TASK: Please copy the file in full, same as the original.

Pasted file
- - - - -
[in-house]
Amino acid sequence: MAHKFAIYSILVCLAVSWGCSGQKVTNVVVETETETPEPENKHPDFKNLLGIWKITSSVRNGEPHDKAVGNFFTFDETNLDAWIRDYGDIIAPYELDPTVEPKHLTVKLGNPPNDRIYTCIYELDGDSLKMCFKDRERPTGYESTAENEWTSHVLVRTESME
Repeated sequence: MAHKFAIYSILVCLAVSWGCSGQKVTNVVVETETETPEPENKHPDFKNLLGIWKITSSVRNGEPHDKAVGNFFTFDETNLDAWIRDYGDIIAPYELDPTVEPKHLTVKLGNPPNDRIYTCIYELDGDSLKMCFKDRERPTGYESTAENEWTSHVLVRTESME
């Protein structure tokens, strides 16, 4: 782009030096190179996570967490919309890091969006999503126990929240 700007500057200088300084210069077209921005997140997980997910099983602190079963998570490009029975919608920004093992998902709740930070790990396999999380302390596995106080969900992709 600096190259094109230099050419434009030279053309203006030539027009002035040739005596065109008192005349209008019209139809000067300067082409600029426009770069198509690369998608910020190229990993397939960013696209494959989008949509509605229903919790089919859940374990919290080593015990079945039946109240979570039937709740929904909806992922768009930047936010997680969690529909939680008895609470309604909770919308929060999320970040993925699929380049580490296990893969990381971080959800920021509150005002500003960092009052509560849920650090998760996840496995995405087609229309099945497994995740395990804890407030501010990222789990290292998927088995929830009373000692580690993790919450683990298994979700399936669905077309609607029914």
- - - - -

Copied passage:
[in-house]
Amino acid sequence: MAHKFAIYSILVCLAVSWGCSGQKVTNVVVETETETPEPENKHPDFKNLLGIWKITSSVRNGEPHDKAVGNFFTFDETNLDAWIRDYGDIIAPYELDPTVEPKHLTVKLGNPPNDRIYTCIYELDGDSLKMCFKDRERPTGYESTAENEWTSHVLVRTESME
Repeated sequence: MAHKFAIYSILVCLAVSWGCSGQKVTNVVVETETETPEPENKHPDFKNLLGIWKITSSVRNGEPHDKAVGNFFTFDETNLDAWIRDYGDIIAPYELDPTVEPKHLTVKLGNPPNDRIYTCIYELDGDSLKMCFKDRERPTGYESTAENEWTSHVLVRTESME
């Protein structure tokens, strides 16, 4: 782009030096190179996570967490919309890091969006999503126990929240 700007500057200088300084210069077209921005997140997980997910099983602190079963998570490009029975919608920004093992998902709740930070790990396999999380302390596995106080969900992709 600096190259094109230099050419434009030279053309203006030539027009002035040739005596065109008192005349209008019209139809000067300067082409600029426009770069198509690369998608910020190229990993397939960013696209494959989008949509509605229903919790089919859940374990919290080593015990079945039946109240979570039937709740929904909806992922768009930047936010997680969690529909939680008895609470309604909770919308929060999320970040993925699929380049580490296990893969990381971080959800920021509150005002500003960092009052509560849920650090998760996840496995995405087609229309099945497994995740395990804890407030501010990222789990290292998927088995929830009373000692580690993790919450683990298994979700399936669905077309609607029914």